A-levels: a crisis contrived by an elite
One of the oddest characteristics of English public life is how an elite group can seize the media agenda and cause ministers to cower in terror. Witness not only the Countryside March but also the A-level "fixing scandal". The charge is that education ministers colluded with officials at their quango, the Qualifications and Curriculum Authority (QCA), and with the chief executive of the exam boards, to raise standards for A-level grades so that more pupils would fail. Bizarrely, the charge is made most ferociously by those who normally complain about falling standards.
This vociferous lobby must know (but would prefer the public not to understand) that adjusting levels at which grades are awarded is what the bosses of the exam boards do year after year. Fixing the results is their job. Pupils first get percentage marks for their work, and these are listed in rank order: nobody suggests the marks themselves were altered, and it would be a true scandal if they were. All the exam boards did - with the bosses making final adjustments - was decide which bands of marks were worth which grades.
This was trickier than usual this summer because A-levels have been reformed and, in effect, the boards are marking new exams. Neither ministers nor QCA officials have any role in awarding grades, but, reasonably enough, with the likes of Chris Woodhead, the former chief inspector, and the Daily Mail's Melanie Phillips breathing heavily across the airwaves, they told the exam boards to make specially sure that standards hadn't slipped. On 29 July, Sir William Stubbs, the QCA chairman, e-mailed Estelle Morris, the Education Secretary, to say that early analysis suggested the pass rate was up by 2 to 4 per cent and A grades (there are five pass grades in all) were "broadly stable". If she and he then tried to fiddle the results downwards, they made a poor job of it: the pass rate turned out to be up 4.5 per cent, A grades up 2.1 per cent.
So what really happened? A few pupils, nearly all in fee-charging schools, received strange results: solid As and Bs and then a fail in one part (or module) of one subject, usually a part involving coursework. This might be explained by some horrendous clerical error; but if there were one, it would have been exposed by now. The plausible explanation - indeed, the only explanation for the heavy concentration of such results in particular schools - is that these pupils' teachers underestimated or misunderstood what was required. Posh schools are not very experienced in coursework and generally take a snooty view of it, preferring the traditional three-hour exam. But to admit that they blundered (as one state school already has) would be death. Why should anybody shell out thousands in fees for a school that can't put children through exams efficiently? August is a sensitive time for these schools because the broadsheets publish league tables while the parents of next year's intakes are weighing up their options. The fee-charging sector, moreover, has long wanted to discredit A-levels, which are now passed by far too many state school oiks. They want to replace it with the International Baccalaureate, which, because it involves six subjects plus epistemology, plus lots of sport and art, would put ill-resourced state schools at a distinct disadvantage, and hugely strengthen the pressures on parents to pay high fees.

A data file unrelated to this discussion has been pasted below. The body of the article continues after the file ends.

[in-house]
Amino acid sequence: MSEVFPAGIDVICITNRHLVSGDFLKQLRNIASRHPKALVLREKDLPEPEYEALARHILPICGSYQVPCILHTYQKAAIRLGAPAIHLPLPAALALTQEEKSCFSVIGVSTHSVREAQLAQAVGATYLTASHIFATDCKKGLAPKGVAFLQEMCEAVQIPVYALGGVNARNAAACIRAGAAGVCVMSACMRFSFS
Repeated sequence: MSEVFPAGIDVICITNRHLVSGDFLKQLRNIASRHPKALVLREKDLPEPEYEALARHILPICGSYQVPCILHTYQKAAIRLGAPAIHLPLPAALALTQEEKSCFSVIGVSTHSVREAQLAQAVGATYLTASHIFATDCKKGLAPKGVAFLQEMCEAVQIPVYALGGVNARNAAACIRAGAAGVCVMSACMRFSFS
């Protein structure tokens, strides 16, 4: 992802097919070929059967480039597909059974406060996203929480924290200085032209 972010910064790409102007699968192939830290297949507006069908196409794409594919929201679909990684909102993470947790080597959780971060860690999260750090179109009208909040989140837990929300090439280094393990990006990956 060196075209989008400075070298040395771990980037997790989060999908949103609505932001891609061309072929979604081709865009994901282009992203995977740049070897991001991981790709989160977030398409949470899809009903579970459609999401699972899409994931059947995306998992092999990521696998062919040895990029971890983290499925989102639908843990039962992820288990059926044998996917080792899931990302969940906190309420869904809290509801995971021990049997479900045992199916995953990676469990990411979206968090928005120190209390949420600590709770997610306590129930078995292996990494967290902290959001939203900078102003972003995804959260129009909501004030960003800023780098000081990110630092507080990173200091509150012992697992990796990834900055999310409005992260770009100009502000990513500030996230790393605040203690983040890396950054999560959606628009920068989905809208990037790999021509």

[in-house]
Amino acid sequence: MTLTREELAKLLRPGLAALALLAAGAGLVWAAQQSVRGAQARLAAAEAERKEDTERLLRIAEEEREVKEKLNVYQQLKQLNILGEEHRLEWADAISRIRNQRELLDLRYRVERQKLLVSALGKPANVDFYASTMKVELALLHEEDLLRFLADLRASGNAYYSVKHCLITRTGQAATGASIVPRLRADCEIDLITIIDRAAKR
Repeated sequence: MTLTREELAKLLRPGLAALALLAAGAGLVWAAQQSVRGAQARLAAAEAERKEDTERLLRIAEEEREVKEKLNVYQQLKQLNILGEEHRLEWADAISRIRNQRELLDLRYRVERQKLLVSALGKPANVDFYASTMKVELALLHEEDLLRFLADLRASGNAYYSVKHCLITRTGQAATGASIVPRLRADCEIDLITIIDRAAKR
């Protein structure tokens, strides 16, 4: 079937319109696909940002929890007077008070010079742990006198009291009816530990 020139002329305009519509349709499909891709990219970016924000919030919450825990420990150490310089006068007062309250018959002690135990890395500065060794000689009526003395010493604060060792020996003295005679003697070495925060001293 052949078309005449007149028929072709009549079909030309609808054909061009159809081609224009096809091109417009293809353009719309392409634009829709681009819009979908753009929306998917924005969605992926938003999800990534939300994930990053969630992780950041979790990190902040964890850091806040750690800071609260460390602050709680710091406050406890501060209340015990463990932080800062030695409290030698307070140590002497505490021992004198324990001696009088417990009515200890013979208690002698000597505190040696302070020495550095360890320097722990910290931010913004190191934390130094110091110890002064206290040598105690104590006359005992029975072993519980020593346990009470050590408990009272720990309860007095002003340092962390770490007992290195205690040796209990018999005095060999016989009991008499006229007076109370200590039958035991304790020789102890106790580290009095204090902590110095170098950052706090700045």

Who can blame them? Business is business, and these schools run a smart PR operation. But ministers should not allow them to get away with it. The scandal is not Ms Morris's vigilance in maintaining standards, but her over-wrought response to a contrived crisis, and her failure to tell an old English elite to go and stuff itself.
The dossier changes nothing
Most people, if they are honest, will confess that the technicalities of the debate on Saddam Hussein's weapons capabilities are beyond them. Tony Blair's dossier provides little enlightenment and was never likely to, as most of the new assertions depend on intelligence that is necessarily vague. Ministers are no better equipped than the rest of us to judge whether a grainy photograph actually shows a missile site, much less whether it is a threatening one. Equally, the journalists now touring factories in Iraq wouldn't know a phial of Sarin from a thimble of finest malt.
A few things stand out. Saddam wants uranium (we knew that; that's why we have sanctions), but, even if he got it, he would need a factory to make nuclear bombs. He would also need the means to deliver them and other weapons of mass destruction. The dossier's claim that he can "deploy" them within 45 minutes produces the dramatic headlines that Alastair Campbell no doubt demanded. But what does it mean? Deployed how, where, against whom? According to Scott Ritter, ex-head of the UN inspection team, the designs of "enthusiastic amateurs" which the team saw up to 1998 would produce rockets "that would spin and cartwheel . . . go north instead of south . . . blow up". Iraq would have to test missiles. The tests would be detectable and presumably the sites could be bombed. So where lies the argument for all-out war?
The best reading of the evidence is that a pre-emptive strike is proposed against a man who is not yet a danger but is trying (with limited success) to become one - albeit possibly for defensive or deterrent purposes. If you think it is worth big risks to overthrow murderous tyrants (as some NS writers do), you will support war. If you think war is morally indefensible, except against clear or imminent aggression (as do other NS writers, including the editor), you will oppose it. Mr Blair's dossier will change nobody's mind.